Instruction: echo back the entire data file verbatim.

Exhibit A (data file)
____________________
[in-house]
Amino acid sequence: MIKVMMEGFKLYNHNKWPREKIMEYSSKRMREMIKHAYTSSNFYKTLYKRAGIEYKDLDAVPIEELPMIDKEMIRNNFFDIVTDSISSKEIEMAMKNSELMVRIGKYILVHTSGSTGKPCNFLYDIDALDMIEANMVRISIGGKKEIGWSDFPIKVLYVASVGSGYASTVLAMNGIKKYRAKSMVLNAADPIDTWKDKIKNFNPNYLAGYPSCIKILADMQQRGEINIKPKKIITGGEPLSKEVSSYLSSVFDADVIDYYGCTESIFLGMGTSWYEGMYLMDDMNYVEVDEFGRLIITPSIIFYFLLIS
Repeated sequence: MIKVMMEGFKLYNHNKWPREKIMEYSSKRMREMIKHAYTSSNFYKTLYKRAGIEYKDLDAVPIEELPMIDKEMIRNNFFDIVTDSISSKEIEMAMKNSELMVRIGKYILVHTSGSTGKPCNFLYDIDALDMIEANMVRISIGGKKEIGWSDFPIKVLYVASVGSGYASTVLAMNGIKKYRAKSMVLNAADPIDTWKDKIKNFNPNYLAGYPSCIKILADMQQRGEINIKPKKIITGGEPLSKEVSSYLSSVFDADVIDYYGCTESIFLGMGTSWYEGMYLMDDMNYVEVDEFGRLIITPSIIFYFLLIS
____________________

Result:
[in-house]
Amino acid sequence: MIKVMMEGFKLYNHNKWPREKIMEYSSKRMREMIKHAYTSSNFYKTLYKRAGIEYKDLDAVPIEELPMIDKEMIRNNFFDIVTDSISSKEIEMAMKNSELMVRIGKYILVHTSGSTGKPCNFLYDIDALDMIEANMVRISIGGKKEIGWSDFPIKVLYVASVGSGYASTVLAMNGIKKYRAKSMVLNAADPIDTWKDKIKNFNPNYLAGYPSCIKILADMQQRGEINIKPKKIITGGEPLSKEVSSYLSSVFDADVIDYYGCTESIFLGMGTSWYEGMYLMDDMNYVEVDEFGRLIITPSIIFYFLLIS
Repeated sequence: MIKVMMEGFKLYNHNKWPREKIMEYSSKRMREMIKHAYTSSNFYKTLYKRAGIEYKDLDAVPIEELPMIDKEMIRNNFFDIVTDSISSKEIEMAMKNSELMVRIGKYILVHTSGSTGKPCNFLYDIDALDMIEANMVRISIGGKKEIGWSDFPIKVLYVASVGSGYASTVLAMNGIKKYRAKSMVLNAADPIDTWKDKIKNFNPNYLAGYPSCIKILADMQQRGEINIKPKKIITGGEPLSKEVSSYLSSVFDADVIDYYGCTESIFLGMGTSWYEGMYLMDDMNYVEVDEFGRLIITPSIIFYFLLIS